How to Treat Different Types of Headaches

There are different types of headaches, each with different causes and symptoms. Fortunately, most headaches disappear on their own even without the help of medications. Of course, it’s important to know what kind of headache you’re experiencing so you also know when to treat them at home and when to go to the doctor.

Note that there are two main types of headaches: primary and secondary. A primary headache is not caused by a medical condition. Some examples of primary headaches include migraines and tension headaches. On the other hand, secondary headaches are related to medical conditions. For example, you may get a headache if you recently had a head injury. Once it’s healed, the accompanying headache will also go away.

With all that said, here are some of the most common types of headaches and how you can manage them:

Tension Headache

A tension headache is the most common type of headache, usually characterized by a dull or tight pain on the forehead and the back of the head. Sometimes, the pain also extends to the neck. Most cases of tension headaches are often mild to moderate and can be treated by over-the-counter pain relievers.

To make sure you’re always equipped to deal with tension headaches, keep your first aid kit stocked with OTC medications like ibuprofen or paracetamol. For ultimate convenience and guaranteed quality, you can buy online medicine from trusted drugstores.


A migraine usually manifests as an intense, throbbing headache on one side of the head. It’s a recurring condition, often lifetime, with flares that can last from anywhere between 2 to 3 hours to about 4 days. Some migraine sufferers may also experience nausea and vomiting, as well as sensitivity to light and sound along with the headache.

One of the best options to manage migraines is by taking non-steroidal anti-inflammatory drugs or NSAIDs. The above-mentioned ibuprofen is a good example of this drug, as well as naproxen and acetaminophen. A cold compress may also help relieve the pain. You may also take medicines that manage other symptoms, especially if they’re quite severe.

If you’re experiencing light and sound sensitivity, try resting in a dark and quiet space. You may want to invest in thick blackout curtains for this purpose, as these window trimmings can also muffle sounds. Install them in your bedroom so you can relax completely.

However, if your migraine attack lasts for more than 4 days, it’s best to consult a doctor. There may be an underlying condition that needs treatment, or it may not actually be a migraine that you’re experiencing.

Cluster Headaches

A cluster headache is characterized by a burning or piercing pain in the eye sockets, around the eye, or behind the eye. It usually affects males more than females; it also happens suddenly, with bursts of intense pain that can fade within 15 minutes. However, some cluster headaches can last for hours. Another observation about cluster headaches is that they often start at the same time for the patient.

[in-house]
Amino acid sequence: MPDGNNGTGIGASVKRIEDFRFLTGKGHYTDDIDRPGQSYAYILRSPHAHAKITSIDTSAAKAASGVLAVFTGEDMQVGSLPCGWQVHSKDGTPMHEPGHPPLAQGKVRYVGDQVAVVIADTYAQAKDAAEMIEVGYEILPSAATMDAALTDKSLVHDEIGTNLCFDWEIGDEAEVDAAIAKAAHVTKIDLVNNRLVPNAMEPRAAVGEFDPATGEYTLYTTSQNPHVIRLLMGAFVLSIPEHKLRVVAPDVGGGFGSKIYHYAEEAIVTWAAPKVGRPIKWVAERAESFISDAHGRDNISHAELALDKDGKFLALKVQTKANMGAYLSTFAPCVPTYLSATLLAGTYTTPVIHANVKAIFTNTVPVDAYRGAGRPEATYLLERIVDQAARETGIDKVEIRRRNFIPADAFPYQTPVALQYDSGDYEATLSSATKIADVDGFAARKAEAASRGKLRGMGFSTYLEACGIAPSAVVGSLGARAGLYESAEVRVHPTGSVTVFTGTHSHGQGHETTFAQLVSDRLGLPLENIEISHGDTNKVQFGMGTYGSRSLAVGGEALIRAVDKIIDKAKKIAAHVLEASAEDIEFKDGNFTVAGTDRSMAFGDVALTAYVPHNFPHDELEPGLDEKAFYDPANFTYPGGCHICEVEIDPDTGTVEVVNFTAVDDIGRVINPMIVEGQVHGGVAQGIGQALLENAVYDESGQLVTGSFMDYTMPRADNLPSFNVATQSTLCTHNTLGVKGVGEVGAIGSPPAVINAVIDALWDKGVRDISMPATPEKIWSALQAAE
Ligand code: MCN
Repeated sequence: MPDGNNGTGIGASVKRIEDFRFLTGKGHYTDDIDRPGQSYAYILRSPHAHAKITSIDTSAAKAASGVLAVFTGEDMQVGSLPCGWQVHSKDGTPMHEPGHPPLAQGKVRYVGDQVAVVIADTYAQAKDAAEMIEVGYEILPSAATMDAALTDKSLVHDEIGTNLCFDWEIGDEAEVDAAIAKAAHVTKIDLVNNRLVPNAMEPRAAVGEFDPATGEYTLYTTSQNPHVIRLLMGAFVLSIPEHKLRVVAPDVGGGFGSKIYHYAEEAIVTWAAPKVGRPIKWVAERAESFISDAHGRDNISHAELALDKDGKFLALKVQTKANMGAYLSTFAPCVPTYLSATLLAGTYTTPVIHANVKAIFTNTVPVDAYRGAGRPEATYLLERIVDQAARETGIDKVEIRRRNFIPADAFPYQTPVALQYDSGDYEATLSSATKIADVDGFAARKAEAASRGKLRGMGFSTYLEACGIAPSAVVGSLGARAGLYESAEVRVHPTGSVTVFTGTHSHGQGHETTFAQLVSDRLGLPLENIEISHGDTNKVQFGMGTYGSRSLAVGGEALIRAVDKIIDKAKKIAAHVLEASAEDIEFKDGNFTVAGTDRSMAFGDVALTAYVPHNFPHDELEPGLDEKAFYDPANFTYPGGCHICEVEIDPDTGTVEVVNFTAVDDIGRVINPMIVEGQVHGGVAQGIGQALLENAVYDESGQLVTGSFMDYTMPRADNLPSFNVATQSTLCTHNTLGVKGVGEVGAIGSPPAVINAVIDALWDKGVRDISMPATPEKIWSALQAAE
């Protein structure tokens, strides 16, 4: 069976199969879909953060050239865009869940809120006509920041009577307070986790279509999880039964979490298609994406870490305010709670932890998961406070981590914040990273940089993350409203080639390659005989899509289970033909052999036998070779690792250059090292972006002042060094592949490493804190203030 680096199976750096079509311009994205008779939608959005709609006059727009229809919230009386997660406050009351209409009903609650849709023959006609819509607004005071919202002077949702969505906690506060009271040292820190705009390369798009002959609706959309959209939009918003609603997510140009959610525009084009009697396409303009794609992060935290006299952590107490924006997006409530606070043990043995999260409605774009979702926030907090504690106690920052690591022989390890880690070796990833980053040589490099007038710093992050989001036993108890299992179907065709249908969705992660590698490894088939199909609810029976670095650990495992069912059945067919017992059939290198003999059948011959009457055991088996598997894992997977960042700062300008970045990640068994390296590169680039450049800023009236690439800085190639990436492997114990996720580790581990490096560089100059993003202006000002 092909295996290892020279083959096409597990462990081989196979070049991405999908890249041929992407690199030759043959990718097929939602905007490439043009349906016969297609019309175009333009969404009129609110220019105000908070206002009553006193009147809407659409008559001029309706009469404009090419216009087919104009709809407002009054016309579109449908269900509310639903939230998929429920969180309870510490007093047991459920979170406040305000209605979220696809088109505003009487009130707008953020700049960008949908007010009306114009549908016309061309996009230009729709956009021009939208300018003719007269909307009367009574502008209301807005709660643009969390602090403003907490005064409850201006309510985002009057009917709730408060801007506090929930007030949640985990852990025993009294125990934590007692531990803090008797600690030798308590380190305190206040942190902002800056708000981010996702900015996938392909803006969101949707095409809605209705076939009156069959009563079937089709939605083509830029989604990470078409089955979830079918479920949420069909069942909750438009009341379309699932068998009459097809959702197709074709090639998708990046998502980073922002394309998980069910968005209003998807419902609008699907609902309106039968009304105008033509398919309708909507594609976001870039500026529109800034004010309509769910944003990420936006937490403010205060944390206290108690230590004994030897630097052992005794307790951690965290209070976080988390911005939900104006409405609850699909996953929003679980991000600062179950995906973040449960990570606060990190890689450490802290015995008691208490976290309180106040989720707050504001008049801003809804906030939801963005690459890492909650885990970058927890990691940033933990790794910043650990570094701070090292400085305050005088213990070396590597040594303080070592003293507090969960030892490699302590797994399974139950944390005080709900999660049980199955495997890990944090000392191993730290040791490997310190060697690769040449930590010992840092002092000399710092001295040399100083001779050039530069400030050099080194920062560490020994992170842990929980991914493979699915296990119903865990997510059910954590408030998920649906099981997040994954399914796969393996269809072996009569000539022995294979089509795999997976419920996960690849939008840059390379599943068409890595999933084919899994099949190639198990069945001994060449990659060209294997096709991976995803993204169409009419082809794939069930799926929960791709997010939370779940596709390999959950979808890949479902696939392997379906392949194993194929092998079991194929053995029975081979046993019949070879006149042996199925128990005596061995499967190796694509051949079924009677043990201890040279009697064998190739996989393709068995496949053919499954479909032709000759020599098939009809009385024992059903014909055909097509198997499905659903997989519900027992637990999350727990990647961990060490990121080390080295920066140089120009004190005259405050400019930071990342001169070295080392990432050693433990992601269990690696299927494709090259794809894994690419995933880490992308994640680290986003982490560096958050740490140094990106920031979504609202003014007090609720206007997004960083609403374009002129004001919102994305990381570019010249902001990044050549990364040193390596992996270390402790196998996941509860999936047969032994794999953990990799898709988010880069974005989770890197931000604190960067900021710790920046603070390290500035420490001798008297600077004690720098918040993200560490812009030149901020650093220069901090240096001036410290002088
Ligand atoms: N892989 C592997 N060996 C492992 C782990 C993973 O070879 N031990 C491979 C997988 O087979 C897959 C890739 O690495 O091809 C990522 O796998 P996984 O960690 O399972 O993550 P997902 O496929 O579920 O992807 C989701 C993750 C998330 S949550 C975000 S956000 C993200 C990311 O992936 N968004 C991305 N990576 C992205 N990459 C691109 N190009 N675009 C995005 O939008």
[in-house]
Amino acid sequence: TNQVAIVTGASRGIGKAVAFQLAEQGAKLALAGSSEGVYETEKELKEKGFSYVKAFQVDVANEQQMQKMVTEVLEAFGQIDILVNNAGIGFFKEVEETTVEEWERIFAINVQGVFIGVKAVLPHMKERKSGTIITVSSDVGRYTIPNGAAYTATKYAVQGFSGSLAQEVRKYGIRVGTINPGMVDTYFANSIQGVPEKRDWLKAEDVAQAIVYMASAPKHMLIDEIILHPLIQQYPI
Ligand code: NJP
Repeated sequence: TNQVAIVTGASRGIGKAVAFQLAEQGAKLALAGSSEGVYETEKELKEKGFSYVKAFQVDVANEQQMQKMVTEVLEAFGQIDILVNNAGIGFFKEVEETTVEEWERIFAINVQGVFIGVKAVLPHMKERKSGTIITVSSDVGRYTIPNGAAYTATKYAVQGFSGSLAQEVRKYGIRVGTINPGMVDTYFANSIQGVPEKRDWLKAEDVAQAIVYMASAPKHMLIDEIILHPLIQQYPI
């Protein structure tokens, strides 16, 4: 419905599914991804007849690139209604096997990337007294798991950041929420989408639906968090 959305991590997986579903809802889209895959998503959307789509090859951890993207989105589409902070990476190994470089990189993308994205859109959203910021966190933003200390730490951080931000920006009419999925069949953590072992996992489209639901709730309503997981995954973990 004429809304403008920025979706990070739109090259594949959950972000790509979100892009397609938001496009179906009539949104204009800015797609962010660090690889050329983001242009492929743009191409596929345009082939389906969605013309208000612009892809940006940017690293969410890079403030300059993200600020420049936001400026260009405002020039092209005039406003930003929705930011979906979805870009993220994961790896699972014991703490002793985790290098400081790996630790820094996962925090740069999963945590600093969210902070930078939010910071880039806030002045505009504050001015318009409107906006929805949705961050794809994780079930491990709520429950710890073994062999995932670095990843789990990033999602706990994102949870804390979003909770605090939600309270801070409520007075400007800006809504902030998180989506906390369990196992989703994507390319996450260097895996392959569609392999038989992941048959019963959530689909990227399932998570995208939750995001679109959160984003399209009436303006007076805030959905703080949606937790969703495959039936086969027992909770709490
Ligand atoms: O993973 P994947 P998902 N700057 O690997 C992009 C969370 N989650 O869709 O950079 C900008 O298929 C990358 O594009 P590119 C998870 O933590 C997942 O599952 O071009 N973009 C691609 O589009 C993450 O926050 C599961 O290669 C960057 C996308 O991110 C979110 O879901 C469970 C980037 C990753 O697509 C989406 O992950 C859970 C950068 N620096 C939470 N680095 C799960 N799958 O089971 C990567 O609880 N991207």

Some of the popular treatments for a cluster headache include oxygen therapy and melatonin. You may also be prescribed medications such as lithium, sumatriptan, or steroids, depending on the severity of the condition.

Sinus Headache

As its name implies, a sinus headache happens when you have sinusitis. It’s often described as a dull, throbbing pain that occurs around the eyes and spreads towards the forehead and cheeks. If you are experiencing these symptoms but you don’t have sinusitis, it may be a migraine or another condition.

That said, a sinus headache will disappear along with your sinusitis. Follow your doctor’s recommendations when it comes to medications and you’ll likely recover within a week or two. If the pain from the headache becomes unbearable, ask if you can take OTC pain relievers along with your sinusitis medicines. Nasal decongestants, antihistamines, and nasal sprays may also help provide relief.

Hormone-Related Headaches

Women often experience headaches when they experience hormonal changes. For example, migraines may result from a change in the amount of estrogen in the body, usually around the menstruation or ovulation period. Hormonal changes may also occur during pregnancy, menopause, or if the woman is taking oral contraceptives.

Some hormone-related headaches may be mild and need no treatment. However, for moderate to severe cases, taking NSAIDs can relieve pain. Your doctor may also offer alternative contraception methods or hormonal therapy, especially if the headaches happen too frequently.

Most people will experience multiple headaches over their lifetime. While some headaches can result in minor discomfort, other cases may not be so benign. This is why you should be more mindful of your body. If the pain from your headache doesn’t subside after a few days and/or doesn’t respond to medication, consult your doctor right away. A proper diagnosis can help prevent a disease from worsening and even save your life.